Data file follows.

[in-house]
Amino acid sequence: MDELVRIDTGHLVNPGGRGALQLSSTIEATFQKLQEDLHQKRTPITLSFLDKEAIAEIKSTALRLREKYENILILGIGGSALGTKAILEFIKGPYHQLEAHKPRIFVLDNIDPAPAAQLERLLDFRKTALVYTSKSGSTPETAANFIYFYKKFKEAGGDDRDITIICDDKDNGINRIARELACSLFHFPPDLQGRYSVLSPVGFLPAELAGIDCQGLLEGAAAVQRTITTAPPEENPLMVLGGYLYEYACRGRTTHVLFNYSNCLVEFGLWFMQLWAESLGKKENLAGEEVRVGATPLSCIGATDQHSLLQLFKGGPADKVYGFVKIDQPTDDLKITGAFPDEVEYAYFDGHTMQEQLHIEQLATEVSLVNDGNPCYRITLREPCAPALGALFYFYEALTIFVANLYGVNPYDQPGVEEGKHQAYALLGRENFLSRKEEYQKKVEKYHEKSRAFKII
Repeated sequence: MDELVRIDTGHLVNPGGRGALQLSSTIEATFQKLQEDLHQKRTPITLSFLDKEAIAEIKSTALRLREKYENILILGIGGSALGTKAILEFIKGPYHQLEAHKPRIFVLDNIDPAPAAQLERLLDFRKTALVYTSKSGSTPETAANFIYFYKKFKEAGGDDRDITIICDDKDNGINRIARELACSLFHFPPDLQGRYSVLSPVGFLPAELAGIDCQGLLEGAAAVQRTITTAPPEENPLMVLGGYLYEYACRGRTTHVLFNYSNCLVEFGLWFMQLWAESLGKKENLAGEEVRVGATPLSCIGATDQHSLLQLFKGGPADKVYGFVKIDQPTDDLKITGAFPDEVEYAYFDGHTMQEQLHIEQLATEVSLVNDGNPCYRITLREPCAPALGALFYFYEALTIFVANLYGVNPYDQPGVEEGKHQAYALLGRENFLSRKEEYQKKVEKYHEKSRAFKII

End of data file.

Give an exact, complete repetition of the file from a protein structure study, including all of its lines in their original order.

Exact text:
[in-house]
Amino acid sequence: MDELVRIDTGHLVNPGGRGALQLSSTIEATFQKLQEDLHQKRTPITLSFLDKEAIAEIKSTALRLREKYENILILGIGGSALGTKAILEFIKGPYHQLEAHKPRIFVLDNIDPAPAAQLERLLDFRKTALVYTSKSGSTPETAANFIYFYKKFKEAGGDDRDITIICDDKDNGINRIARELACSLFHFPPDLQGRYSVLSPVGFLPAELAGIDCQGLLEGAAAVQRTITTAPPEENPLMVLGGYLYEYACRGRTTHVLFNYSNCLVEFGLWFMQLWAESLGKKENLAGEEVRVGATPLSCIGATDQHSLLQLFKGGPADKVYGFVKIDQPTDDLKITGAFPDEVEYAYFDGHTMQEQLHIEQLATEVSLVNDGNPCYRITLREPCAPALGALFYFYEALTIFVANLYGVNPYDQPGVEEGKHQAYALLGRENFLSRKEEYQKKVEKYHEKSRAFKII
Repeated sequence: MDELVRIDTGHLVNPGGRGALQLSSTIEATFQKLQEDLHQKRTPITLSFLDKEAIAEIKSTALRLREKYENILILGIGGSALGTKAILEFIKGPYHQLEAHKPRIFVLDNIDPAPAAQLERLLDFRKTALVYTSKSGSTPETAANFIYFYKKFKEAGGDDRDITIICDDKDNGINRIARELACSLFHFPPDLQGRYSVLSPVGFLPAELAGIDCQGLLEGAAAVQRTITTAPPEENPLMVLGGYLYEYACRGRTTHVLFNYSNCLVEFGLWFMQLWAESLGKKENLAGEEVRVGATPLSCIGATDQHSLLQLFKGGPADKVYGFVKIDQPTDDLKITGAFPDEVEYAYFDGHTMQEQLHIEQLATEVSLVNDGNPCYRITLREPCAPALGALFYFYEALTIFVANLYGVNPYDQPGVEEGKHQAYALLGRENFLSRKEEYQKKVEKYHEKSRAFKII